Top with a sprinkle of Cayenne pepper and chopped chives.
You can poach 4 eggs at a time in the same pot. Replace ham with smoked salmon or even crispy bacon.
Poached eggs can be stored in a bowl of warm water until ready to place on English muffins. They can also be cooked up to three days ahead, stored in a bowl of water in the refrigerator. To reheat, add the eggs to a bowl of hot tap water and let them sit for at least 15 minutes. Hollandaise should be made just before cooking ham and toasting English muffins. It can be kept warm in a covered pot on a warm spot of the stove. Do not reheat directly over a flame or it will curdle and break.
Heat a medium skillet over medium heat. Place 6 slices of the Canadian bacon in the skillet, and cook on medium until your preferred degree of doneness is reached. Remove browned Canadian bacon from heat and set aside.
Separate 3 English muffins in half toast all 6 pieces.
Prepare the poached eggs: Fill a medium, deep pot with cold water. Add 1 tablespoon of white vinegar to the water.
Crack 6 eggs into 6 small bowls. You will want to crack your eggs individually and keep them separated.
Place the deep pot of water on a burner over high heat, and bring the water almost up to the boiling point. You don’t want the water to boil the temperature should be right below a simmer, about 180ºF.
Give the water a swirl with a spoon so there’s a gentle whirlpool action. As the water is still whirling, carefully drop the eggs into the water one by one.
Allow the eggs to cook for two or three minutes, until the whites are set. Using a slotted spoon, carefully remove each egg from the water. Drain them on paper towels.
Now, plate the eggs Benedict: Set two toasted halves of each English muffin, side by side and open-faced, on each of three plates.
Place a slice of cooked Canadian bacon on each of the 6 halves, then top each with one poached egg per muffin.
Ladle warmed sauce over each egg, and season with salt and pepper to taste.
Julia Child's Eggs Benedict
Ingredients US Metric
- For the hollandaise sauce
- 3 large egg yolks
- 1 tablespoon water
- 1 tablespoon fresh lemon juice, or more if needed
- 12 to 16 tablespoons very soft unsalted butter (6 to 8 oz)
- Salt, to taste
- Freshly ground white pepper, to taste
- For the poached eggs
- 2 tablespoons distilled white vinegar, per 2 quarts (1.9 l) water
- 4 large eggs, the fresher the better
- For the eggs Benedict
- 4 slices of brioche or home-style white bread, cut into 4-inch (10-cm) rounds, or 2 split and toasted English muffins
- 4 to 8 slices prosciutto, boiled ham, cooked strip bacon, or Canadian bacon
- 4 warm poached eggs
- 1 cup hollandaise sauce
- Freshly ground pepper
Whisk the yolks, water, and lemon juice in a saucepan that’s off the heat for a few moments, until the mixture is thick and pale. (This prepares them for what is to come.)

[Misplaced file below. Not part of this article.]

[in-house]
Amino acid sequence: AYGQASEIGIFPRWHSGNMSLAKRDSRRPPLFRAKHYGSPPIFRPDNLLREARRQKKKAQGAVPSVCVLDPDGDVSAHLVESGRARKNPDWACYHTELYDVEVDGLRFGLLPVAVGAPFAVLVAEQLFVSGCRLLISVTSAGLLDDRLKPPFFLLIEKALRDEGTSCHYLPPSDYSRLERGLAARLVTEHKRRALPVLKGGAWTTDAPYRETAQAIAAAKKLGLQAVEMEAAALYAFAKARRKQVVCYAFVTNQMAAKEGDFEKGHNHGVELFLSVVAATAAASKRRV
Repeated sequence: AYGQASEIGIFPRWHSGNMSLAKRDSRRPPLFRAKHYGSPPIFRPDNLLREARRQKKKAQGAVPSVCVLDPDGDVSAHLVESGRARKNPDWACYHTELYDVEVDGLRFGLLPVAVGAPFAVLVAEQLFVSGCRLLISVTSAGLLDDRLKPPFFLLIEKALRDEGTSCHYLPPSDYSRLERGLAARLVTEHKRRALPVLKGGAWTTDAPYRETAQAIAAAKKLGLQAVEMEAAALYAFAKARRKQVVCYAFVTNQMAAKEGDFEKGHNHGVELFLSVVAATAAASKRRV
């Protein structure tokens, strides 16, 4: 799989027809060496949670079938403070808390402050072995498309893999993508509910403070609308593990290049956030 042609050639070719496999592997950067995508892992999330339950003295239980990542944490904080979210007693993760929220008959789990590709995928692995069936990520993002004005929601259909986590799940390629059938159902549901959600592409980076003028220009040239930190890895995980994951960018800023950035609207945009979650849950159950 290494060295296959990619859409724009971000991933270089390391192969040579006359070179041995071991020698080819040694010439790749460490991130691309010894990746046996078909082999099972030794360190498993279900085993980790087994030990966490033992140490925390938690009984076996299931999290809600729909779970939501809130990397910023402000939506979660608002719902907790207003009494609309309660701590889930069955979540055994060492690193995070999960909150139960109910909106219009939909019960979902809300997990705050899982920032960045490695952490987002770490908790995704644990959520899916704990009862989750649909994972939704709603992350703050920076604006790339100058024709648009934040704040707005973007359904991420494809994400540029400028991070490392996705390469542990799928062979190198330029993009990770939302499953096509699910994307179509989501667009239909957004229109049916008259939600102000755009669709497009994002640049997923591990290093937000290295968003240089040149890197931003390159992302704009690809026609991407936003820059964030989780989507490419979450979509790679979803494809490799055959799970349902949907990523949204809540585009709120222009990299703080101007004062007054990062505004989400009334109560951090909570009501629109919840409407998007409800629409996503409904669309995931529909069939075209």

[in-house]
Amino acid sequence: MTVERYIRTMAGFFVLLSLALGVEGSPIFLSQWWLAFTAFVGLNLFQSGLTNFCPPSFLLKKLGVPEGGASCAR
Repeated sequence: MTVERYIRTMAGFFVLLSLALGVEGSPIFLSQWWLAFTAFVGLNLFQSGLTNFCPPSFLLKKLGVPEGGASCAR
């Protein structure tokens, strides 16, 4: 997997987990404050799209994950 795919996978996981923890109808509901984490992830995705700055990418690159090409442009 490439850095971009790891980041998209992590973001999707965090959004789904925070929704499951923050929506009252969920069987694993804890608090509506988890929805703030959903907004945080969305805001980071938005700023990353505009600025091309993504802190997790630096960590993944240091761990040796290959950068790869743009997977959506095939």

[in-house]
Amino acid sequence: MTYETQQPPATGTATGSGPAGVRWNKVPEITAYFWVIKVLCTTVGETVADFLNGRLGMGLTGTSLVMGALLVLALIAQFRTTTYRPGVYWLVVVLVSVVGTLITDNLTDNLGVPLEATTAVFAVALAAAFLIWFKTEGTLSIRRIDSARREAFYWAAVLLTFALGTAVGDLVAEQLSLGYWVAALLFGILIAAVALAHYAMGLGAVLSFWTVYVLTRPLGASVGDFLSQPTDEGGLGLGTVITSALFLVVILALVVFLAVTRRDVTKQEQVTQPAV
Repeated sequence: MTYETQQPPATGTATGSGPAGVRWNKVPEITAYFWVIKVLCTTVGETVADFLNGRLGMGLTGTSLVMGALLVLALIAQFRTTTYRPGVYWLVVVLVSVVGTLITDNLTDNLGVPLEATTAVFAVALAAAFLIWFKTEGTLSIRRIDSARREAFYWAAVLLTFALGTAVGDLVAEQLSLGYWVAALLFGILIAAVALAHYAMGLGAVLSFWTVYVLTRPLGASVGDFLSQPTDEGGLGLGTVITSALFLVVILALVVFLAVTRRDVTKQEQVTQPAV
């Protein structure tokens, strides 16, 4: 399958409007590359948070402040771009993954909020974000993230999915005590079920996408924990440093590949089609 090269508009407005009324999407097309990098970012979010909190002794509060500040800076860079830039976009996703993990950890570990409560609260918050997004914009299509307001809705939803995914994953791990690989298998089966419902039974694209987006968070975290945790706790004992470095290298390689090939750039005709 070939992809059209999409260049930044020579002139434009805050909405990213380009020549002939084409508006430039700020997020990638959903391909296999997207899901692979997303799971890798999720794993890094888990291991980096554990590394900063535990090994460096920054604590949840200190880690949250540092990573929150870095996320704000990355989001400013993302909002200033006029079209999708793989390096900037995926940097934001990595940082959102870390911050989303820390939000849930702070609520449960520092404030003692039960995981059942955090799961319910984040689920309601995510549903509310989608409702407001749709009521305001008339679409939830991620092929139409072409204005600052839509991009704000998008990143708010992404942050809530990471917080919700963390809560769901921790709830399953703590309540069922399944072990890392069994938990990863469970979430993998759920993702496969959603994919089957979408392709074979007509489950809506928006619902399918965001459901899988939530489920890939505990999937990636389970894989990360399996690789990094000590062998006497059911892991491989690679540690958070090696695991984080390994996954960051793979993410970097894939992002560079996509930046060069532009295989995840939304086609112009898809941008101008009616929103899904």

Place the pan over moderately low heat and continue to whisk at a reasonable speed, reaching all over the bottom and insides of the pan where the eggs tend to overcook. To moderate the heat, frequently move the pan off the burner for a few seconds, and then back on. (If, by chance, the eggs seem to be cooking too fast, set the pan in the bowl of cold water to cool the bottom, then continue.) As they cook, the eggs will become frothy and increase in volume and then thicken. When you can see the pan bottom through the streaks of the whisk and the eggs are thick and smooth, remove the pan from the heat.
Add the soft butter in spoonfuls, whisking constantly to incorporate each addition before adding more. As the emulsion forms, you may add the butter in slightly larger amounts, always whisking until fully absorbed. Continue incorporating butter until the sauce has thickened to the consistency that you want.
Season the hollandaise sauce lightly with salt and a dash of cayenne pepper, whisking it well. Taste and adjust the seasoning, adding droplets of lemon juice if needed. Serve lukewarm.
Fill the pan with of 2 to 3 inches of warm water, add the vinegar, and bring to a slow boil.
Rapidly crack and open each egg into the water, holding the shell as close to the surface as possible. The eggs will cool the water adjust the heat to maintain a slow simmer. After a few moments, when the whites have just begun to set, drag the back of the slotted spoon gently across the top of the eggs, to move them off the pan bottom so they don’t stick. Cook the eggs for about 4 minutes, adjusting the heat as necessary.
To test for doneness, lift 1 egg from the water with the slotted spoon and gently press both white and yolk. The whites should feel fully set but not too firm, and the yolks very soft. If you prefer firmer eggs, poach the eggs longer.